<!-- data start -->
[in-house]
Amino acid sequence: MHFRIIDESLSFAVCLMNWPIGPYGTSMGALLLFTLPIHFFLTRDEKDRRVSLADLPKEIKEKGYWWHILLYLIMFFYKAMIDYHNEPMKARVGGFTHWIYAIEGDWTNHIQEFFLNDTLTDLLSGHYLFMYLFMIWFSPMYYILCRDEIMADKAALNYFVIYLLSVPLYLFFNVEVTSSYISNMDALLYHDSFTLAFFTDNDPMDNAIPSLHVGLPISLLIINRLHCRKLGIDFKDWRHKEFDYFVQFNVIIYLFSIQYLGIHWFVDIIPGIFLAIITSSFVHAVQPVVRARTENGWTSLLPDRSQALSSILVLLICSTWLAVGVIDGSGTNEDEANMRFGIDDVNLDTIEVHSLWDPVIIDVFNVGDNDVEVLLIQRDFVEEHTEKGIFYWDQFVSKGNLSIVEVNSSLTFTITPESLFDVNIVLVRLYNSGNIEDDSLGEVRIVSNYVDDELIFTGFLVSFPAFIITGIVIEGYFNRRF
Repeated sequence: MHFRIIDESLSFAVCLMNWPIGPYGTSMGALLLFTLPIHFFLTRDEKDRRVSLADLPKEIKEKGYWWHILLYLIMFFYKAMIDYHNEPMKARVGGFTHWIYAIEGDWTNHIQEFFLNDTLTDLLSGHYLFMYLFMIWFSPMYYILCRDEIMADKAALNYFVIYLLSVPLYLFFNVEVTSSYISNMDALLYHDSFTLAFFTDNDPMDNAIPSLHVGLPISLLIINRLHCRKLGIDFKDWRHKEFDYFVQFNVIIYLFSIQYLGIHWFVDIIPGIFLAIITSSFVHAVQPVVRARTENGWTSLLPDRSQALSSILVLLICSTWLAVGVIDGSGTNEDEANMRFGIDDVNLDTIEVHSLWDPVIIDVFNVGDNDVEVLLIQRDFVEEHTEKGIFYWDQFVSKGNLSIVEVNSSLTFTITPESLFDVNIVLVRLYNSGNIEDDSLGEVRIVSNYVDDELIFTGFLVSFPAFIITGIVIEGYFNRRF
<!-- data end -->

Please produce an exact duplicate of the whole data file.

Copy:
[in-house]
Amino acid sequence: MHFRIIDESLSFAVCLMNWPIGPYGTSMGALLLFTLPIHFFLTRDEKDRRVSLADLPKEIKEKGYWWHILLYLIMFFYKAMIDYHNEPMKARVGGFTHWIYAIEGDWTNHIQEFFLNDTLTDLLSGHYLFMYLFMIWFSPMYYILCRDEIMADKAALNYFVIYLLSVPLYLFFNVEVTSSYISNMDALLYHDSFTLAFFTDNDPMDNAIPSLHVGLPISLLIINRLHCRKLGIDFKDWRHKEFDYFVQFNVIIYLFSIQYLGIHWFVDIIPGIFLAIITSSFVHAVQPVVRARTENGWTSLLPDRSQALSSILVLLICSTWLAVGVIDGSGTNEDEANMRFGIDDVNLDTIEVHSLWDPVIIDVFNVGDNDVEVLLIQRDFVEEHTEKGIFYWDQFVSKGNLSIVEVNSSLTFTITPESLFDVNIVLVRLYNSGNIEDDSLGEVRIVSNYVDDELIFTGFLVSFPAFIITGIVIEGYFNRRF
Repeated sequence: MHFRIIDESLSFAVCLMNWPIGPYGTSMGALLLFTLPIHFFLTRDEKDRRVSLADLPKEIKEKGYWWHILLYLIMFFYKAMIDYHNEPMKARVGGFTHWIYAIEGDWTNHIQEFFLNDTLTDLLSGHYLFMYLFMIWFSPMYYILCRDEIMADKAALNYFVIYLLSVPLYLFFNVEVTSSYISNMDALLYHDSFTLAFFTDNDPMDNAIPSLHVGLPISLLIINRLHCRKLGIDFKDWRHKEFDYFVQFNVIIYLFSIQYLGIHWFVDIIPGIFLAIITSSFVHAVQPVVRARTENGWTSLLPDRSQALSSILVLLICSTWLAVGVIDGSGTNEDEANMRFGIDDVNLDTIEVHSLWDPVIIDVFNVGDNDVEVLLIQRDFVEEHTEKGIFYWDQFVSKGNLSIVEVNSSLTFTITPESLFDVNIVLVRLYNSGNIEDDSLGEVRIVSNYVDDELIFTGFLVSFPAFIITGIVIEGYFNRRF